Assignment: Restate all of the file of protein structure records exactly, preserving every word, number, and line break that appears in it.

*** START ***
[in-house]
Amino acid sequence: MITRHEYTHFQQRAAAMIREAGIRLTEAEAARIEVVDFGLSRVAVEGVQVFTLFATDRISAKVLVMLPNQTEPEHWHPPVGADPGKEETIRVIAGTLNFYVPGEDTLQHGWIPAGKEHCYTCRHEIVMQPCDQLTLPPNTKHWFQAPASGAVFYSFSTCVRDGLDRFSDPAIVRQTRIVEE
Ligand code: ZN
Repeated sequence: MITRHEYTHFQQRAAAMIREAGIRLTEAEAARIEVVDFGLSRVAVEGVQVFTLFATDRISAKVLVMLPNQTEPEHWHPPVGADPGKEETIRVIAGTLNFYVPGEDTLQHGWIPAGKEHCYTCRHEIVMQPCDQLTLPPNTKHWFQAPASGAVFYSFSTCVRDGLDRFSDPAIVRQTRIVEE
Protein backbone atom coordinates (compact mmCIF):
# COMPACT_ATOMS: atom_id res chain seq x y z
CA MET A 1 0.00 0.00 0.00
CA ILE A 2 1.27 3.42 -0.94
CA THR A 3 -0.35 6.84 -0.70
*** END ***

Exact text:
[in-house]
Amino acid sequence: MITRHEYTHFQQRAAAMIREAGIRLTEAEAARIEVVDFGLSRVAVEGVQVFTLFATDRISAKVLVMLPNQTEPEHWHPPVGADPGKEETIRVIAGTLNFYVPGEDTLQHGWIPAGKEHCYTCRHEIVMQPCDQLTLPPNTKHWFQAPASGAVFYSFSTCVRDGLDRFSDPAIVRQTRIVEE
Ligand code: ZN
Repeated sequence: MITRHEYTHFQQRAAAMIREAGIRLTEAEAARIEVVDFGLSRVAVEGVQVFTLFATDRISAKVLVMLPNQTEPEHWHPPVGADPGKEETIRVIAGTLNFYVPGEDTLQHGWIPAGKEHCYTCRHEIVMQPCDQLTLPPNTKHWFQAPASGAVFYSFSTCVRDGLDRFSDPAIVRQTRIVEE
Protein backbone atom coordinates (compact mmCIF):
# COMPACT_ATOMS: atom_id res chain seq x y z
CA MET A 1 0.00 0.00 0.00
CA ILE A 2 1.27 3.42 -0.94
CA THR A 3 -0.35 6.84 -0.70